The documentary Cocalero, directed by Alejandro Landes in 2007, follows presidential candidate Evo Morales as he fights for the rights of the coca farmers. In the documentary, Evo Morales is portrayed as the candidate that is running for the good of the people. He is an indigenous citizen, and a cocalero farmer, just like a lot of the people of Bolivia. It seems that in Bolivia the main issue, as far as their economy goes, revolves around cocaine and its eradication. It seems that by eradicating cocaine Bolivia would be able to fund their country… or so they thought.
In Kenneth Lehman’s article “U.S. Policy and Political Disarray in Bolivia, 1985-2006,” he points out the backwards emphasis that Bolivia put on the “3-D’s” in order to receive the maximum funding from the U.S. and U.N. He states that:
  “while officials identified the “3-D’s” in order - democracy, development, and drug control - actual policies reversed those prorities. Drug control almost always came first, development assistance was made conditional on effective drug control measures, and too often the advancement of democracy - beyond the technical matter of holding regular elections- received little more than lip service” (Lehman 132).
This quotation sums up the entirety of Lehman’s article. The Bolivian government was ultimately forced to eradicate coca farms because that was where they were able to receive monetary support from other countries. unfortunately for Bolivia, that means that they were putting the most important aspect on the back burner. That aspect was democracy. The U.S. promised that they would replace coca farms with another crop, but again there was an issue. No other crops fit the soil as well as the coca did, and no other crops were as profitable as coca. This is where Evo Morales gets a lot of his support in the film, from the coca farmers. Lehman states “Bolivia has one of its few comparative advantages in the production of coca and has been an important supplier of the leaf since pre-colonial times” (Lehman 132). The question seemed to be, how is Bolivia supposed to develop itself when its most valuable crop is not replaced with anything sufficient to bring in revenue?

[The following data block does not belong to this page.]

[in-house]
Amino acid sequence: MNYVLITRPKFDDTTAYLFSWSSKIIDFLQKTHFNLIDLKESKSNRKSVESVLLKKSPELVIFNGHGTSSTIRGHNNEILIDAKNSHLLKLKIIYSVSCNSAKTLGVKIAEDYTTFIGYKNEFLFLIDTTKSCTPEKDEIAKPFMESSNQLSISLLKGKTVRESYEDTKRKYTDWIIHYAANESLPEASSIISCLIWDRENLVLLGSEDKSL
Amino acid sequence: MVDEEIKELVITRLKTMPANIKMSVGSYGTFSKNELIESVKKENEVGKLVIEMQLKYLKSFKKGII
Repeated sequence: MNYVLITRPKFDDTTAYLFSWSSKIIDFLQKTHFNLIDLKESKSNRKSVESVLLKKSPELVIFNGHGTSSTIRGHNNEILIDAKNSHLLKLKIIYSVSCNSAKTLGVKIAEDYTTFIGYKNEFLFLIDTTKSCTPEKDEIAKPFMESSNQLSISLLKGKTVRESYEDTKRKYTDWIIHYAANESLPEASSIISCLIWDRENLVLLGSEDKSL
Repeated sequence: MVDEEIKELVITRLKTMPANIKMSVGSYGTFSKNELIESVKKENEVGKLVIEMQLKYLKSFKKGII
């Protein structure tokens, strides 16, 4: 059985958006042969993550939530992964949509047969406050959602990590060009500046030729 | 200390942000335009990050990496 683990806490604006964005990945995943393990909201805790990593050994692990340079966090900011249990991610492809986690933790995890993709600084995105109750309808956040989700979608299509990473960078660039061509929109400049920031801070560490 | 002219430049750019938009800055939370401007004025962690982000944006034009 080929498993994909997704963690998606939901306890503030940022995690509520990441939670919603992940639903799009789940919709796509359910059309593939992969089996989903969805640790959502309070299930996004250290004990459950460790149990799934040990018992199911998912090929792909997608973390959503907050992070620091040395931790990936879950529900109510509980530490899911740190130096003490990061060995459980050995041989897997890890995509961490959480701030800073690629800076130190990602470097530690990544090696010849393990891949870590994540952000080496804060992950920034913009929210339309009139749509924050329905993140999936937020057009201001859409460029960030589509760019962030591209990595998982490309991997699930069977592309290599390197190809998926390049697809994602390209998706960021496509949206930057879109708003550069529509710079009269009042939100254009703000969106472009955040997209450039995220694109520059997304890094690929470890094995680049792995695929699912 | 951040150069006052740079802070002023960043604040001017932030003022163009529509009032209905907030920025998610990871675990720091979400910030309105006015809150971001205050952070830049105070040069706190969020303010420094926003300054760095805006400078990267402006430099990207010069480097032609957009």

Bolivia was putting the most important aspect on the back burner. That aspect was democracy. This was easily illustrated in last weeks film Our Brand is Crisis. It is easy to see how a country can be at war with its government when only twenty-three percent of the country approved of Goni being there. At the time of coca eradication, Bolivia was essentially being run by whoever was funding the Bolivian government. Lehman states that “the U.S. Embassy, the IMF, and the World Bank became central policymaking actors in Bolivia” (Lehman 140). Bolivia was eradicating coca left and right in order to continue receiving aid from the U.S. and other sources. Even though they eradicated many of their illegal crop lands, funding started to go elsewhere. Which left Bolivia without funding and without coca. The people who voiced their opinions were the cocaleros. Evo Morales, while in the armed forces, said “I saw that the biggest defenders of democracy were the cocaleros” (qt. in Lehman 142). The cocaleros would be one of the main groups that help to get Morales elected, as seen in the documentary.
It is also important to note that Evo Morales is the first indigenous president to win in Bolivia. Similarly, in Ecuador Macas’ presidency helped to recognize what indigenous people had been struggling for quite sometime. They wanted to take control of the government and have a say in their future. In Suzana Sawyer’s article “The 1992 Indian Mobilization in Lowland Ecuador,” she states that his presidency (Macas)
  “reaffirmed a growing recognition of Indians as political actors in Ecuador… Indians who had once been barred from official political practice were now transforming public space and becoming a formidable presence in Ecuadorian politics and society” (Sawyer 67).
This can be seen in the documentary as well. There are many occasions where the indigenous are either protesting or trying to take part in the governmental activities. (ie. voting)
The situation in Bolivia seemed to be a “catch 22.” The government needed money, but in order to get money they had to eradicate all their coca. The coca was their source of money, and once eradicated they stopped receiving financial support which left the country without money yet again.